New York City (AsiaNews / Agencies) - The UN Secretary General, Ban Ki-moon has criticized the speech of Bashar al-Assad, judging it unuseful to ending "the terrible sufferings" of the Syrian people.
Two days ago, Assad gave a speech in which he laid down conditions for a dialogue with the opposition, but ruled out all opponents whom he accuses of being "terrorists" backed by foreign forces. Assad's words were strongly criticized by the United States, European Union and Britain.
For Ban Ki-moon, the Syrian president's words "do not contribute to a solution." For some time the UN has been seeking a political transition, involving the formation of a transitional government followed by free elections.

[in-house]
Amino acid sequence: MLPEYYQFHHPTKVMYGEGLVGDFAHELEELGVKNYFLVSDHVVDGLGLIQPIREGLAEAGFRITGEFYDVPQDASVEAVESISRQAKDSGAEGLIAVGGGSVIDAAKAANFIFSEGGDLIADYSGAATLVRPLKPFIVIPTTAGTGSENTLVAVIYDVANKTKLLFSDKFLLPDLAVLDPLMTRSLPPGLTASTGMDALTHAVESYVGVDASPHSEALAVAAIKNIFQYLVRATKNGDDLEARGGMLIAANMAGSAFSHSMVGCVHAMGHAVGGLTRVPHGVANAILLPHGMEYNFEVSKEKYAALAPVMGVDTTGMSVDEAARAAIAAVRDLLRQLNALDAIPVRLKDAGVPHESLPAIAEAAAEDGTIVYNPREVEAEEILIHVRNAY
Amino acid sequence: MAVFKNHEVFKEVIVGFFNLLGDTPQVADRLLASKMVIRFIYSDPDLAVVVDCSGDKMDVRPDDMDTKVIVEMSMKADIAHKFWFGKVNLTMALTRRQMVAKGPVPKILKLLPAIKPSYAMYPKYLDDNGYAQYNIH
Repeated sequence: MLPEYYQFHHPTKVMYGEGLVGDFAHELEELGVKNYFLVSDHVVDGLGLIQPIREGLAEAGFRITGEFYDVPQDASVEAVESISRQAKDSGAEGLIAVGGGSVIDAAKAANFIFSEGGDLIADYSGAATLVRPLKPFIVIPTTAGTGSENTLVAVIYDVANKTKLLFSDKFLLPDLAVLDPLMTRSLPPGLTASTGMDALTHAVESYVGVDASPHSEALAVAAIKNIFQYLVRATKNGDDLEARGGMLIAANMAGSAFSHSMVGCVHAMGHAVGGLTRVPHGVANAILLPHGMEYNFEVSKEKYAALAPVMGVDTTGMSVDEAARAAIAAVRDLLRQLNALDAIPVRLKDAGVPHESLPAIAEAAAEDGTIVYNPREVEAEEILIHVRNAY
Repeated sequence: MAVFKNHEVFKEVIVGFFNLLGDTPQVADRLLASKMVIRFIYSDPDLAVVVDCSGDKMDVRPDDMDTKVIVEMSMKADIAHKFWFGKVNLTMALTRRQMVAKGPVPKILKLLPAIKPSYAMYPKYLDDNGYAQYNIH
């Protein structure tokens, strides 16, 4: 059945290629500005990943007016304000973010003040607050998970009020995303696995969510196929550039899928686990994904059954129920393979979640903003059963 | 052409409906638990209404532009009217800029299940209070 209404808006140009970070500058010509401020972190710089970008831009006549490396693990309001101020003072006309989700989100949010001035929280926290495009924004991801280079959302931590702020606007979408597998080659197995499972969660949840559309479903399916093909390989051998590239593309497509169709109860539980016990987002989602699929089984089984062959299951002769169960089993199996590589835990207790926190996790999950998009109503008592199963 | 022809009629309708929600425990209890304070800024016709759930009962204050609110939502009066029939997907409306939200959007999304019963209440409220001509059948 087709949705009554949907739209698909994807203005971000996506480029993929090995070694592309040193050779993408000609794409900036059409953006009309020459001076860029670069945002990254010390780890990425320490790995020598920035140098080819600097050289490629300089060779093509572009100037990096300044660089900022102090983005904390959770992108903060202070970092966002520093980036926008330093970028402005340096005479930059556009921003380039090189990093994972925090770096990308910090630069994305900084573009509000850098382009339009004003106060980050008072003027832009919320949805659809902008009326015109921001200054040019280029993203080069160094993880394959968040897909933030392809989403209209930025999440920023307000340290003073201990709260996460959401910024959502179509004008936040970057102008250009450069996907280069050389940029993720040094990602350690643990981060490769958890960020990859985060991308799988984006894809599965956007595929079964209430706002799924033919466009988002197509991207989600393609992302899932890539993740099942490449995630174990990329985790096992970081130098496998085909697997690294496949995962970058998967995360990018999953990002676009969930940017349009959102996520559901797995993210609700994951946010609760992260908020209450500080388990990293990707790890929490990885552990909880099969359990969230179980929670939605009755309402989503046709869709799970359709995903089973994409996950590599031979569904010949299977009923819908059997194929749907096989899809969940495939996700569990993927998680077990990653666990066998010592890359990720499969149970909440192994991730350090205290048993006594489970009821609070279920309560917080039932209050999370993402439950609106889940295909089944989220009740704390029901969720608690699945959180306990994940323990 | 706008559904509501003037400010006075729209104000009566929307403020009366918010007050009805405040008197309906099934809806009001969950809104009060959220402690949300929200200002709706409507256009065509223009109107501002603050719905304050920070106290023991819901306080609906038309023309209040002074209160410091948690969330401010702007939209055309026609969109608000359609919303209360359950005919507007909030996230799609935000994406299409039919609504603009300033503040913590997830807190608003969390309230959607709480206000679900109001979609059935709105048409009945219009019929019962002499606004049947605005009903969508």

"At this time, the Syrian people are in desperate need of a real solution to the crisis that is dividing the nation," conveyed Ban's spokesman Martin Nesirky.
Ban has ruled out a military solution, reaffirming the importance for the international community to build a "new and democratic Syria."
Since last February, the UN has been committed to a peace plan, first with Kofi Annan, then with Lakhdar Brahimi, involving all the regional powers, including Saudi Arabia, Qatar and Iran. But so far both have been unable to ensure a cease-fire. Ban also criticized the UN Security Council divided between the United States, France and Britain, as opposed to Assad and Russia and China in favor of him.
Tomorrow, Brahimi will meet with Iranian Foreign Minister Ali Akbar Salehi, the main supporter of Assad. Yesterday, in Cairo he met with the Prime Minister and Foreign Minister of Qatar. Qatar is among the countries that support the armed opposition to the Syrian regime.